DockDogs continues to make a big splash

Doni gets big air as he prepares to grab the dummy that his owner Deb Feller of Charleston threw during the 2015 Southeastern Wildlife Exposition DockDogs competition.

Spectators may be shivering because of cold February temperatures but the trembling from participants in the annual DockDogs competition at the Southeastern Wildlife Exposition is more from unbridled excitement.

At a command from their handler, canines of all sizes and breeds charge down a 40-foot dock and leap after a rubber toy before splashing into one of two 30,000-gallon tanks of water at Brittlebank Park.

The dogs and handlers are competing for the title of the best in one of three disciplines: Big Air (compare it to long jumping), Extreme Vertical (high jumping) and Speed Retrieve. Iron Dog is a combination of all three events.

DockDogs began in the U.S. in 2000 as part of ESPN’s “Great Outdoor Games.” It is open to all breeds, although larger water dogs such as Labrador retrievers are among the most popular species. The only rule is that the dog must be at least six months old.

Several hundred dogs are expected to compete in this year’s Southeastern Wildlife Expo event that takes place Friday through Sunday at Brittlebank Park. This is the ninth year DockDogs has been part of SEWE.

“SEWE is one of the only multi-pool events that we compete in other than world championships or regionals. It would be even bigger if it was a couple of months later when it was warmer. But considering how cold it can be, it’s the biggest one other than worlds that we go to,” said 17-year-old Kaitie Uebelhoer, a past No. 1-ranked youth handler who is a junior at James Island Charter High School.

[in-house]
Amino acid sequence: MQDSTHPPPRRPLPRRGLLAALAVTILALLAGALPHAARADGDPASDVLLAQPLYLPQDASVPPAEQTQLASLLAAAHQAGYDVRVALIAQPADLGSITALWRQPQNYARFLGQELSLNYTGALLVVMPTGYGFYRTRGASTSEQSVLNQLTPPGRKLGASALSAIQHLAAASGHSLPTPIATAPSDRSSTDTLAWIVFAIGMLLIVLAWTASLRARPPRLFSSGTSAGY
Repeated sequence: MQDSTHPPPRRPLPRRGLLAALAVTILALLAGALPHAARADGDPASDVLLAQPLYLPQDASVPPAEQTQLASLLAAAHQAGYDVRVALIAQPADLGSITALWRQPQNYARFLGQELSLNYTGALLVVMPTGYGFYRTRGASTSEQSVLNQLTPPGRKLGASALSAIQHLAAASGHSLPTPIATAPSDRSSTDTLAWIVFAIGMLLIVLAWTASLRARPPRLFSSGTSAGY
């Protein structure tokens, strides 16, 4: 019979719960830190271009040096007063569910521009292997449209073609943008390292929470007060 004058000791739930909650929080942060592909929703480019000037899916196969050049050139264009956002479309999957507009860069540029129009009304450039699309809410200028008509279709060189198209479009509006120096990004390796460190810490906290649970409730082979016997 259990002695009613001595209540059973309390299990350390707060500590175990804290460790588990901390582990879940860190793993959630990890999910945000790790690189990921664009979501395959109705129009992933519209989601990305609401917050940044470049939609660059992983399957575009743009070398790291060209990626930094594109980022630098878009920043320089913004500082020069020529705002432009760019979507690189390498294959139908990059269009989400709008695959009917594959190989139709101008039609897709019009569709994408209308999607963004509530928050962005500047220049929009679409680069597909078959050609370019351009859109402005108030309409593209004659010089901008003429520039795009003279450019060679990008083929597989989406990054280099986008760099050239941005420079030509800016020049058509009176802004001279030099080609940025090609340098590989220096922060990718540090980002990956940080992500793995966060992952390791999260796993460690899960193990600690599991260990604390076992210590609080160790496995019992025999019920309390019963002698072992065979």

DockDogs is a family event for Uebelhoer, who along with her grandmother, Deb Feller, will be handling Doni through various waves in hopes of once again reaching the finals at SEWE.

Feller’s daughter-in-law, Macy Uebelhoer, will be handling Sirius Black, Doni’s brother. Macy and Sirius Black (named after a Harry Potter character) have made remarkable strides since debuting in DockDogs at SEWE in 2015, winning their divisions in the 2015 DockDogs World Championship in November.

“He had done docks and in a pool, but being up in the air in front of a crowd was a completely different story,” Macy said of the 2015 SEWE experience. “He was jumping 13, 14, maybe 15 feet (in Big Air). He’s now jumping over 22, 23 feet. He won the World Championship of the Warrior Division for Iron Dog, a combined point score for competing in all three events. He also won first place in Cadet Big Air and hit a personal best of 6-8 and just missed by the skin of his teeth at 6-10. At the beginning of the season we were lucky to get him to hit 5-4.”

Feller, president of Palmetto DockDogs, got involved in the sport after her life partner Laurie Uebelhoer brought home two Labrador and golden retriever puppies, one gold (Doni) and one black (Sirius Black).

The dogs loved the water, and after seeing a DockDogs competition at SEWE, Feller began training the dogs and competing.

They now compete in events throughout the Southeast as well as regionals and Worlds.

Feller said Palmetto Dock Dogs ( or palmetto dock dogs on Facebook) is growing with more than 40 members. The group meets monthly in the Charleston area for practices and Feller said members come from throughout the state, including one who travels every couple of months from Knoxville, Tenn.

Feller said last year she let Kaitie Uebelhoer handle Doni because it was her final year as a youth handler.

“You can have him, take him as far as you can and have fun. But next year I get him back. This is my year,” Feller said. Kaitie will still be able to compete but Feller will be Doni’s primary handler. Under DockDog rules, more than one handler can handle the same dog and more than one dog can be handled by the same handler; they just can’t compete against one another in the same wave.

Kaitie compared the experience to performing as a dancer, something she was involved with before beginning DockDogs.

“When you’re up on the dock with your dog, it’s fun. It gives you a rush,” she said. “You have so much fun with them, and we’ve met so many great people through DockDogs.”